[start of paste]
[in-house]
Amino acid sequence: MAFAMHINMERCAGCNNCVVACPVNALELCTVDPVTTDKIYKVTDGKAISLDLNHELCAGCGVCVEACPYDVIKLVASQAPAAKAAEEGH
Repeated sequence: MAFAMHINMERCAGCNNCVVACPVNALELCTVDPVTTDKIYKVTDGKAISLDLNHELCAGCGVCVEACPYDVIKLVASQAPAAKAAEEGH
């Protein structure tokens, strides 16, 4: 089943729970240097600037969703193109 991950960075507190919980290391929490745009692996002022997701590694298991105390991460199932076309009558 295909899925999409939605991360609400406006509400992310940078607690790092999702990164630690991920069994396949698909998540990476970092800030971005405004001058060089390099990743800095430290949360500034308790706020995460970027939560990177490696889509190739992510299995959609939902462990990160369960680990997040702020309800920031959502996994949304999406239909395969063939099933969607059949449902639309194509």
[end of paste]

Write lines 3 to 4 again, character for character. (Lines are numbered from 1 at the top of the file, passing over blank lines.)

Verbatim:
Repeated sequence: MAFAMHINMERCAGCNNCVVACPVNALELCTVDPVTTDKIYKVTDGKAISLDLNHELCAGCGVCVEACPYDVIKLVASQAPAAKAAEEGH
């Protein structure tokens, strides 16, 4: 089943729970240097600037969703193109 991950960075507190919980290391929490745009692996002022997701590694298991105390991460199932076309009558 295909899925999409939605991360609400406006509400992310940078607690790092999702990164630690991920069994396949698909998540990476970092800030971005405004001058060089390099990743800095430290949360500034308790706020995460970027939560990177490696889509190739992510299995959609939902462990990160369960680990997040702020309800920031959502996994949304999406239909395969063939099933969607059949449902639309194509």